My Jubilee Sailing Trust Experience: Shane Seery
I’ve always wanted to travel but didn’t expect to do it at age 18. I’ve never gone outside of the country on a plane, and it was definitely unique to be by myself. I learned what it was like to manage my own money and a budget.
I applied for the trip because I love the water and have sailed a bit in the past. In my POLAHS Boat Operations class, I learned about tying knots. Through the trip, I learned that I’m good at leading at people, breaking duties into simple steps for people to follow. I also work well in a team; I think I’m a good follower and leader. Some of our job duties on the ship were docking, setting sails, pulling up in a key, tying up and getting off the dock, and cleaning the boat.
We met so many people on the ship and in Norway. Their accents and foreign language surprised me most! For example, in British slang they say, “Cheers, mate.” They call a lot of things pudding. It was fun to learn. The people living in Bergen were very friendly. We met one man in town who was completely paralyzed from the neck down, and had been on the previous voyage. He shared that the trip was mind opening, and gave him a sense of joy about life. He was getting into a rut before the trip, so his experience helped kick start him back up and made him feel good about living. I’m so grateful that I was able to meet him.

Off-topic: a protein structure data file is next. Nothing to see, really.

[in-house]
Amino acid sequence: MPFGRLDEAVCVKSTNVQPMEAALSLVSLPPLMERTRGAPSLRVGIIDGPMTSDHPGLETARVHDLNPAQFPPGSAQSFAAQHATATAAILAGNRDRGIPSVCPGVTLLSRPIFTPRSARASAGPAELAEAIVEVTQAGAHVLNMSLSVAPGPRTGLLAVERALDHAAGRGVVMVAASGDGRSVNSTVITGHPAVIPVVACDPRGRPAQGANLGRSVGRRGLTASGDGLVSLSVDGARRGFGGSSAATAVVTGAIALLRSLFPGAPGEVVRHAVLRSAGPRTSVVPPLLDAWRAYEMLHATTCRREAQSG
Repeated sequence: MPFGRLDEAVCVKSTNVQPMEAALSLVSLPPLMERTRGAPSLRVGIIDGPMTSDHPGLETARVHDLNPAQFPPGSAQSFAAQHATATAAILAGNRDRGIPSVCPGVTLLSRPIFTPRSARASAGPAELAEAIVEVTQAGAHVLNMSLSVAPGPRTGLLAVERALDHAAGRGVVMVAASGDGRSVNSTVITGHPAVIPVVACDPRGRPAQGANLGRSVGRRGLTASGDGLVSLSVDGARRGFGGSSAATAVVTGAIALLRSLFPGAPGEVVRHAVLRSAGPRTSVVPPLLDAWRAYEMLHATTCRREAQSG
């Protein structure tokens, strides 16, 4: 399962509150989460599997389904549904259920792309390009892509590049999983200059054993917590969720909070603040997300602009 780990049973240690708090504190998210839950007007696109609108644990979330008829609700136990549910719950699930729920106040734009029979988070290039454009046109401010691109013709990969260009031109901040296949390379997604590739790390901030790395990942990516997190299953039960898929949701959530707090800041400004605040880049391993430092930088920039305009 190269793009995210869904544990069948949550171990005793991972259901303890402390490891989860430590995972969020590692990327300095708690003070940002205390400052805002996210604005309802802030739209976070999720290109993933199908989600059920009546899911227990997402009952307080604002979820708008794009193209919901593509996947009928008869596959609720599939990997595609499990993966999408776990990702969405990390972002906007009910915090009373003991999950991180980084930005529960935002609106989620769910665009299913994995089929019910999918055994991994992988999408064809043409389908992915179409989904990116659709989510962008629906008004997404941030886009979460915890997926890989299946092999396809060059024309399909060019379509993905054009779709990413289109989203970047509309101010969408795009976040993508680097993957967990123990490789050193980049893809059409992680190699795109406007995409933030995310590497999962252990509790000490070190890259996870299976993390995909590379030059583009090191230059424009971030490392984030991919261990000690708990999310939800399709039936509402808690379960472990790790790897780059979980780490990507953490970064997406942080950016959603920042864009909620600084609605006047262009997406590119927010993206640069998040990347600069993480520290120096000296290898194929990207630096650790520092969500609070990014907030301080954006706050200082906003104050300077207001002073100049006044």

In January 2020, I leave to join to United States Navy. I love our country and am patriotic. I like the professionalism of the military, and I work well under structure and routine. I like being physical. In the military, they provide a good life for you, and you’re able to see the world. Through the Jubilee sail, I have a better outlook on how big the world really is. I didn’t realize how far we were going until we actually went. It was a huge eye opener.
To our trip donor, I want to start off with saying thank you. I’m really grateful you able, and WANT to do this kind of thing for students. It was an amazing trip. Actually I don’t know how to put it into words.
JOSUE’S DAILY JOURNAL
Day 2: Today we left the docks in a parade, and I was assigned to the moorings group which means I, along with five other people, have to pull a giant rope in the boat when we leave the dock. Then I went up on a platform while a person passed me the rope and I coiled it on top of the platform. There was a training on how to pull this rope. So a lot of tough work today. There was also training to climb up the mast today. I’m normally scared of heights, but I decided to go up. It was cool and the view was incredible. I went to sleep early to catch up on the hours I missed to finally catch up on Norway time.